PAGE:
Commenced in January 2007
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Edition: International
Paper Count: 3

Search results for: Aspergillus awamori

3 Novel Dual Stage Membrane Bioreactor for the Continuous Remediation of Electroplating Wastewater

Authors: B. A. Q. Santos, S. K. O. Ntwampe, G. Muchatibaya

Abstract:

In this study, the designed dual stage membrane bioreactor (MBR) system was conceptualized for the treatment of cyanide and heavy metals in electroplating wastewater. The design consisted of a primary treatment stage to reduce the impact of fluctuations and the secondary treatment stage to remove the residual cyanide and heavy metal contaminants in the wastewater under alkaline pH conditions. The primary treatment stage contained hydrolyzed Citrus sinensis (C. sinensis) pomace and the secondary treatment stage contained active Aspergillus awamori (A. awamori) biomass, supplemented solely with C. sinensis pomace extract from the hydrolysis process. An average of 76.37%, 95.37%, 93.26 and 94.76% and 99.55%, 99.91%, 99.92% and 99.92% degradation efficiency for total cyanide (T-CN), including the sorption of nickel (Ni), zinc (Zn) and copper (Cu) were observed after the first and second treatment stages, respectively. Furthermore, cyanide conversion by-products degradation was 99.81% and 99.75 for both formate (CHOO-) and ammonium (NH4 +) after the second treatment stage. After the first, second and third regeneration cycles of the C. sinensis pomace in the first treatment stage, Ni, Zn and Cu removal achieved was 99.13%, 99.12% and 99.04% (first regeneration cycle), 98.94%, 98.92% and 98.41% (second regeneration cycle) and 98.46 %, 98.44% and 97.91% (third regeneration cycle), respectively. There was relatively insignificant standard deviation detected in all the measured parameters in the system which indicated reproducibility of the remediation efficiency in this continuous system.

Keywords: Aspergillus awamori, Citrus sinensis pomace, electroplating wastewater remediation, membrane bioreactor.

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2 Immobilization of Aspergillus awamori 1-8 for Subsequent Pectinase Production

Authors: Zh. B. Suleimenova, Zh. K. Rakhmetova, R. K. Blieva, A. E. Nurlybayeva

Abstract:

The overall objective of this research is a strain improvement technology for efficient pectinase production. A novel cells cultivation technology by immobilization of fungal cells has been studied in long time continuous fermentations. Immobilization was achieved by using of new material for absorption of stores of immobilized cultures which was for the first time used for immobilization of microorganisms. Effects of various conditions of nitrogen and carbon nutrition on the biosynthesis of pectolytic enzymes in Aspergillus awamori 1-8 strain were studied. Proposed cultivation technology along with optimization of media components for pectinase overproduction led to increased pectinase productivity in Aspergillus awamori 1-8 from 7 to 8 times. Proposed technology can be applied successfully for production of major industrial enzymes such as α-amylase, protease, collagenase etc.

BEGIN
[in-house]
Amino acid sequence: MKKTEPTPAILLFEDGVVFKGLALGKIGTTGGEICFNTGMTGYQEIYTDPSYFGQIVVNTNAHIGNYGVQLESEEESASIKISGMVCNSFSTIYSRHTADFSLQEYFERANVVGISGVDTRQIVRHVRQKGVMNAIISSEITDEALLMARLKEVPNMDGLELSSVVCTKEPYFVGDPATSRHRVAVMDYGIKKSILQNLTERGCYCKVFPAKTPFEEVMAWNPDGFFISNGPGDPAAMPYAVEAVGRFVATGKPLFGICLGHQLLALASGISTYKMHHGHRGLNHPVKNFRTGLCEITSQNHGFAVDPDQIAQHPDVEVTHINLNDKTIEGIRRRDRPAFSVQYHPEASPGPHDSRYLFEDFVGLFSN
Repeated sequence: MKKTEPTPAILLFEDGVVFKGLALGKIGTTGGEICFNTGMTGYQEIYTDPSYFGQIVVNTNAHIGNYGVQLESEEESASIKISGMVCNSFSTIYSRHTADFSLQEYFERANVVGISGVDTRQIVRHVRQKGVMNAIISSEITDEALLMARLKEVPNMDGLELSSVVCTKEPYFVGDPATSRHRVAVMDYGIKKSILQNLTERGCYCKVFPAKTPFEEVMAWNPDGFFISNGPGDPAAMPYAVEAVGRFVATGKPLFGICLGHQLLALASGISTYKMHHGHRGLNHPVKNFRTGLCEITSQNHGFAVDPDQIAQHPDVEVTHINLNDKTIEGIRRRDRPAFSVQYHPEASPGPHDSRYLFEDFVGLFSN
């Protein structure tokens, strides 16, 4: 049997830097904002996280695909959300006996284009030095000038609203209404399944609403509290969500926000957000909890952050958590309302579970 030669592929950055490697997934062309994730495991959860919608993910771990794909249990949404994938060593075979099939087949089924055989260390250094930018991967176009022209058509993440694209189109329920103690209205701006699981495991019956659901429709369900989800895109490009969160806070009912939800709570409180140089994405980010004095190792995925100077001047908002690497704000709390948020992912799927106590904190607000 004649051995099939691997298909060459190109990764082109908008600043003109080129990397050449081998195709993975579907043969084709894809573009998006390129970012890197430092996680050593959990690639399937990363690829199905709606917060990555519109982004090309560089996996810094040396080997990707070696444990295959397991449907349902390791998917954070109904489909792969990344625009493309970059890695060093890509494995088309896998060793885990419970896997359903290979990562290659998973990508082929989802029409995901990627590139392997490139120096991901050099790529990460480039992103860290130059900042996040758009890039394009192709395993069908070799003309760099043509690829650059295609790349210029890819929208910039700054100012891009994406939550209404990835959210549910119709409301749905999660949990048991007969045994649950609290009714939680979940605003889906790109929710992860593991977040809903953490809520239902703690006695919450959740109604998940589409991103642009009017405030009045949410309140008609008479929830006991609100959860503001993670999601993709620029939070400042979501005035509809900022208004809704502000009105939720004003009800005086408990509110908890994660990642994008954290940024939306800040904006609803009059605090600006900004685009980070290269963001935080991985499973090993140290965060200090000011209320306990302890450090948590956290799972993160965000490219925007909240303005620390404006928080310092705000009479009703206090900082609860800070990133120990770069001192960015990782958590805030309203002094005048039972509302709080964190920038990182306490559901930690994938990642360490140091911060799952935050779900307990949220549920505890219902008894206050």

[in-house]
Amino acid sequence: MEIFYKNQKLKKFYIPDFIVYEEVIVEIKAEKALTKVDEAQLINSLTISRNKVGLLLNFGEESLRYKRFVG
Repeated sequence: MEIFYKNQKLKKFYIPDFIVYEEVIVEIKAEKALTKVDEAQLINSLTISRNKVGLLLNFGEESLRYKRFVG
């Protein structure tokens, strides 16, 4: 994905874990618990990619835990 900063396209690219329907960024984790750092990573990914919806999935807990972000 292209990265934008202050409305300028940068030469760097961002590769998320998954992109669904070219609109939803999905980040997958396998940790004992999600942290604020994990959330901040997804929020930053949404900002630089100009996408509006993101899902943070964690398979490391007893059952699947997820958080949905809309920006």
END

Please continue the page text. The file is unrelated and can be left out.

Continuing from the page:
Keywords: Aspergillus awamori, immobilization, pectolytic enzymes.

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1 Potential of Agro-Waste Extracts as Supplements for the Continuous Bioremediation of Free Cyanide Contaminated Wastewater

Authors: Seteno K. O. Ntwampe, Bruno A. Q. Santos

Abstract:

Different agricultural waste peels were assessed for their suitability to be used as primary substrates for the bioremediation of free cyanide (CN-) by a cyanide-degrading fungus Aspergillus awamori isolated from cyanide containing wastewater. The bioremediated CN- concentration were in the range of 36 to 110 mg CN-/L, with Orange (C. sinensis) > Carrot (D. carota) > Onion (A. cepa) > Apple (M. pumila), being chosen as suitable substrates for large scale CN- degradation processes due to: 1) the high concentration of bioremediated CN-, 2) total reduced sugars released into solution to sustain the biocatalyst, and 3) minimal residual NH4- N concentration after fermentation. The bioremediation rate constants (k) were 0.017h-1 (0h < t < 24h), with improved bioremediation rates (0.02189h-1) observed after 24h. The averaged nitrilase activity was ~10 U/L.

Keywords: Agricultural waste, Bioremediation, Cyanide, Wastewater.

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